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Binding channel cutter

Posted: Mon Apr 06, 2015 1:15 am
by charangohabsburg
There are actually two tools needed: a cutting gage and a scraping gage. Well, make it five tools if you count in a chisel, plus a knife and needle file for clean-up). Time required to cut all channels: about one hour after having gotten familiar with the process.

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The chisel-shaped scraping blade can be ground from a cheap square needle file. It needs sharpening and honing, a bevel angle of about 45° works fine for me (different scraping action depending on scraping direction).

First, using the cutting gage the borders of the channel must be cut to a depth of about 0.7 to 1.0 mm. Then the scraping gage cuts the rest of the depth in the sides, respectively 1 mm deep into the top and back, right adjacent to the cuts made with the cutting gage.

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Then, again using the cutting gage the rest of the remaining material in the channel gets cut away:

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The narrower the scraping-chisel is, the faster the channel will be cut to its whole depth. My blade is about 2 mm wide, which is on the wide side. 1 - 1.5 mm would be better, but the blade's shaft where it gets clamped should be thicker, unless a more sophisticated clamping mechanism is made (this square blade sits in a round hole in the wood, thus gets bent when clamped, so over-clamping could be fatal for the blade).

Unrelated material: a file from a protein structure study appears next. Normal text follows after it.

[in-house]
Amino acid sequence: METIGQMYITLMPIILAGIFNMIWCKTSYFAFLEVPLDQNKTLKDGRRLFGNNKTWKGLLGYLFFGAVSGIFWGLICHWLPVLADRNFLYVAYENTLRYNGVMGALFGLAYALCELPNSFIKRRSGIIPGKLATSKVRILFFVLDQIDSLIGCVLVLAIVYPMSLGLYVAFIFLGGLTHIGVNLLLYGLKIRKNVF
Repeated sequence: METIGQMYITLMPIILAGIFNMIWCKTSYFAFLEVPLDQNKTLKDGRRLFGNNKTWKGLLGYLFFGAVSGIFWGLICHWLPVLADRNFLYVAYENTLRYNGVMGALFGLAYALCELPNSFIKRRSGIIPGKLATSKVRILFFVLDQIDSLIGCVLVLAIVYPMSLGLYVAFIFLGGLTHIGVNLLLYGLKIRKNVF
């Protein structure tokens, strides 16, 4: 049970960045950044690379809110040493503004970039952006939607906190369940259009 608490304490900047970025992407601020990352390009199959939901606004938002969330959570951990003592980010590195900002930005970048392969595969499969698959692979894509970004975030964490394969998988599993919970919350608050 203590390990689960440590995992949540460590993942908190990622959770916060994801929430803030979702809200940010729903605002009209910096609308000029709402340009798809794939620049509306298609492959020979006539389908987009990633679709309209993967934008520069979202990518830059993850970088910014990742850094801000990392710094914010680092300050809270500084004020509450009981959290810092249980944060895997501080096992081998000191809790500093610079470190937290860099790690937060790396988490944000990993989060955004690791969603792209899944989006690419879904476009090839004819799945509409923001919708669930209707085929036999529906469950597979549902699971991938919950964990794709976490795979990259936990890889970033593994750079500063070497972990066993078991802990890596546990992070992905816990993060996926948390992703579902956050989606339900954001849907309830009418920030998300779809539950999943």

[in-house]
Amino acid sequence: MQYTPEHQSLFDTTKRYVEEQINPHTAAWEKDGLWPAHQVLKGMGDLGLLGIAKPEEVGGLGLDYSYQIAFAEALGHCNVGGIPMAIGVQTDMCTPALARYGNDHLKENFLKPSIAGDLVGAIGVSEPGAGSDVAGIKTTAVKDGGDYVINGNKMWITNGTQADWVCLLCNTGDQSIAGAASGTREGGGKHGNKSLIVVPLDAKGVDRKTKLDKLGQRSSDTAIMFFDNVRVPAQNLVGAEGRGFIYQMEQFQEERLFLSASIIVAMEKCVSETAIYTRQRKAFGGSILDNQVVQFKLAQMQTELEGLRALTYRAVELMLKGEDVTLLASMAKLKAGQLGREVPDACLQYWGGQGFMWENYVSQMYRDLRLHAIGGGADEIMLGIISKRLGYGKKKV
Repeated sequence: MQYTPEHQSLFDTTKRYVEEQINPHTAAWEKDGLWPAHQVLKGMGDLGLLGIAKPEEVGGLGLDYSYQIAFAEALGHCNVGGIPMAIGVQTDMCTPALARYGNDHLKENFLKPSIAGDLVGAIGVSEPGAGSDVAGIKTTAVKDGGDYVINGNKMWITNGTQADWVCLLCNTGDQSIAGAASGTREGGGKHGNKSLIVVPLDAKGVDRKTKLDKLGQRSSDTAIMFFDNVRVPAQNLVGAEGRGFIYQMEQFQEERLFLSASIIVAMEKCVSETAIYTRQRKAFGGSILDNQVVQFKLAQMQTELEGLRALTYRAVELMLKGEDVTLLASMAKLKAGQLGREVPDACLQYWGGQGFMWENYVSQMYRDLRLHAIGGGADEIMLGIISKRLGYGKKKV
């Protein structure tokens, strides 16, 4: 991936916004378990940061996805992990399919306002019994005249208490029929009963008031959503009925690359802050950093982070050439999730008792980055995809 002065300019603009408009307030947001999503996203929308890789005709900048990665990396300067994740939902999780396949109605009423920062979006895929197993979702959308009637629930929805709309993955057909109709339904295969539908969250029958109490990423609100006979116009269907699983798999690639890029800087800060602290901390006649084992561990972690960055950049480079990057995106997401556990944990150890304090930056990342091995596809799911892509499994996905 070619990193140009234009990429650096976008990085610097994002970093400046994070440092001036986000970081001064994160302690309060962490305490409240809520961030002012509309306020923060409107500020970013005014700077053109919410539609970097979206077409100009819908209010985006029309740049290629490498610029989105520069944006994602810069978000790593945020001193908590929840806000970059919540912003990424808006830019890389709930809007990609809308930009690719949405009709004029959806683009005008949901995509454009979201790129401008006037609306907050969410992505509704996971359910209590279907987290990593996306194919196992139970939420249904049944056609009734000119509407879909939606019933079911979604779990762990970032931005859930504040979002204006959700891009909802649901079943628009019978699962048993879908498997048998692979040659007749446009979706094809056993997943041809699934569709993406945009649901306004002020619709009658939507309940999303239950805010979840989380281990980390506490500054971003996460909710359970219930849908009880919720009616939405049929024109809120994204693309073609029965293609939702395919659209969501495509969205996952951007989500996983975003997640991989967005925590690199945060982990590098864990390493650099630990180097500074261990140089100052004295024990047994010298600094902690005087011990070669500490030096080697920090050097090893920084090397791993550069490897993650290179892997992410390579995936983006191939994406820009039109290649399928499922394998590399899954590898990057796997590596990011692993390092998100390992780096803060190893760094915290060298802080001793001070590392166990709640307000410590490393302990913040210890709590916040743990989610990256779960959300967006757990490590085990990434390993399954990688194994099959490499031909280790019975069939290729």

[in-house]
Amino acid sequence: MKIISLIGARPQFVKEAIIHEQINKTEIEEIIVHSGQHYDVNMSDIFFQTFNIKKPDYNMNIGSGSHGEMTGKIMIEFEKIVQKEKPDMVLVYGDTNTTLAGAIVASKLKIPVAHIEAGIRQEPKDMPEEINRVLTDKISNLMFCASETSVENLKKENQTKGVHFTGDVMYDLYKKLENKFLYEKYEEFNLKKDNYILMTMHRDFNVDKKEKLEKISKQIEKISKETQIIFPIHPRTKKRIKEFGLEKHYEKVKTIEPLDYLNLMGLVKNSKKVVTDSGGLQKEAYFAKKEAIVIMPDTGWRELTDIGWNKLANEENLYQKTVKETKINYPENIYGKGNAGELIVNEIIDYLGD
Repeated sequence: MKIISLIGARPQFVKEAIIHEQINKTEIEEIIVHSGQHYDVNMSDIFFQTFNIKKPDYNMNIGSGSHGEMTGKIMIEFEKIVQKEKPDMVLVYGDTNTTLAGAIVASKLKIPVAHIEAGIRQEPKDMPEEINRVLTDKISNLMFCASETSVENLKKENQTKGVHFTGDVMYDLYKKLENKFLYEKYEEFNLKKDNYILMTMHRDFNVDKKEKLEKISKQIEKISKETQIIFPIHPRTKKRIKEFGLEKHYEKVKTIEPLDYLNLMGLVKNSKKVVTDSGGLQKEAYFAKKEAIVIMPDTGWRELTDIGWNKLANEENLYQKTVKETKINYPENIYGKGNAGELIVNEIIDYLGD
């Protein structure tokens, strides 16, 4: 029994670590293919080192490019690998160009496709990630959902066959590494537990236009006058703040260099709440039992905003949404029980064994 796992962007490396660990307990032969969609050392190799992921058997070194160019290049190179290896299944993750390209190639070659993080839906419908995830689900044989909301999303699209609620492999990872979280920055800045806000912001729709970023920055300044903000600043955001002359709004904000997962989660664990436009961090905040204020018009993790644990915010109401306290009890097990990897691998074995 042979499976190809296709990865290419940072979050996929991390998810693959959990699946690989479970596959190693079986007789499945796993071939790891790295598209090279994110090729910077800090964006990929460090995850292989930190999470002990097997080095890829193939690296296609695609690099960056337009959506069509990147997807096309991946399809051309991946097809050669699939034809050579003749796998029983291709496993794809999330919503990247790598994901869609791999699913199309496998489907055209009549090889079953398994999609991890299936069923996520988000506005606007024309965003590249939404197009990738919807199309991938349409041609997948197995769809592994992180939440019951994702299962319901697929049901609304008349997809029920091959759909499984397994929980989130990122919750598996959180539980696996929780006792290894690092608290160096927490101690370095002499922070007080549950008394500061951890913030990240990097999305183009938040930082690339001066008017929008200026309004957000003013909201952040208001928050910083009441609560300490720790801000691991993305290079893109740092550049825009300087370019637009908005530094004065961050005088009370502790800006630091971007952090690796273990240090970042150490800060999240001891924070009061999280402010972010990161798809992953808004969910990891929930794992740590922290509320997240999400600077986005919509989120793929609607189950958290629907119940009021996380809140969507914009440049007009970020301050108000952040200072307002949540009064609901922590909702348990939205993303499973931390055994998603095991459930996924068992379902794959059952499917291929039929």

Here's another view of the scraping tool, showing more of the blade clamping mechanism:

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Re: Binding channel cutter

Posted: Mon Apr 06, 2015 7:28 am
by Localele
Nice job Markus.You could grind your blades out of round High Speed Steel to fit the hole.
Here are some photos of my version.
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Finished cutters
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Like this to cut the top
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Like this for around the sides.Note the cutter needs rolling over in this photo to get the bevel on the right side.This was just for photos.

Re: Binding channel cutter

Posted: Mon Apr 06, 2015 10:14 pm
by charangohabsburg
Localele wrote:Nice job Markus.You could grind your blades out of round High Speed Steel to fit the hole.
Thank you Micheal. It is actually not a real issue with the square blade in the round hole, I only mentioned the possibility of over-tightening to prevent someone could put the blame on me if he breaks the blade for behaving like an elephant. In fact, a square blade (shaft) in a round hole has the advantage to require a minimum of clamping force to hold it firmly in position.
Localele wrote:Here are some photos of my version.
Beautiful tools. Too bad I am not equipped to do proper metalworking - which may be the main reason why I'm not so fond of it. I prefer to grind a needle file to shape than an 8mm thick HSS rod. :)

Re: Binding channel cutter

Posted: Tue Apr 07, 2015 5:07 am
by Localele
The tolerance and fit of "real metalworking" are addictive.Using a milling machine with a DRO for measurements making fret scales really makes it easy and fun.Same for drilling bridges for string spacings.You soon realise the need then for a small precision lathe to make the other parts to the same standard.
All this can take you away from woodwork a bit though as you move over to making your own metal parts.I like to think it is a logical positive step and enjoy it immensely.
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Turning knobs for my Rosette Cutters

Re: Binding channel cutter

Posted: Tue Apr 07, 2015 5:16 am
by charangohabsburg
I am more on the handmade lane. For me, tolerances serve a purpose, not an addiction.